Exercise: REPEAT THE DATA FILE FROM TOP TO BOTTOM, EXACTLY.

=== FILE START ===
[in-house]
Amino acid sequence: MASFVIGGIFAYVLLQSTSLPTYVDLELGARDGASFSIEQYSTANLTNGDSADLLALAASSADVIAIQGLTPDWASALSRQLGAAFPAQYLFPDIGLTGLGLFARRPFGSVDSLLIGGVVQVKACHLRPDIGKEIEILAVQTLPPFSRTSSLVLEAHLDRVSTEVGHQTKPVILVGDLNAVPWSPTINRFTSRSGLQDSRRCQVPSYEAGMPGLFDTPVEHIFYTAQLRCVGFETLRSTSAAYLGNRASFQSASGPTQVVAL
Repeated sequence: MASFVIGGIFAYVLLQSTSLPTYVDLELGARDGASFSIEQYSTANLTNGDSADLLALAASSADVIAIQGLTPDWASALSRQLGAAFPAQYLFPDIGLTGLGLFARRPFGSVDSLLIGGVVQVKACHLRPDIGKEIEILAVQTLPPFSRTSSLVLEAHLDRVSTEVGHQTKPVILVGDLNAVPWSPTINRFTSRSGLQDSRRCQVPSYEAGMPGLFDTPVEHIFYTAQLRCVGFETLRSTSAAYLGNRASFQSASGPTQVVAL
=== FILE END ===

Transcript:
[in-house]
Amino acid sequence: MASFVIGGIFAYVLLQSTSLPTYVDLELGARDGASFSIEQYSTANLTNGDSADLLALAASSADVIAIQGLTPDWASALSRQLGAAFPAQYLFPDIGLTGLGLFARRPFGSVDSLLIGGVVQVKACHLRPDIGKEIEILAVQTLPPFSRTSSLVLEAHLDRVSTEVGHQTKPVILVGDLNAVPWSPTINRFTSRSGLQDSRRCQVPSYEAGMPGLFDTPVEHIFYTAQLRCVGFETLRSTSAAYLGNRASFQSASGPTQVVAL
Repeated sequence: MASFVIGGIFAYVLLQSTSLPTYVDLELGARDGASFSIEQYSTANLTNGDSADLLALAASSADVIAIQGLTPDWASALSRQLGAAFPAQYLFPDIGLTGLGLFARRPFGSVDSLLIGGVVQVKACHLRPDIGKEIEILAVQTLPPFSRTSSLVLEAHLDRVSTEVGHQTKPVILVGDLNAVPWSPTINRFTSRSGLQDSRRCQVPSYEAGMPGLFDTPVEHIFYTAQLRCVGFETLRSTSAAYLGNRASFQSASGPTQVVAL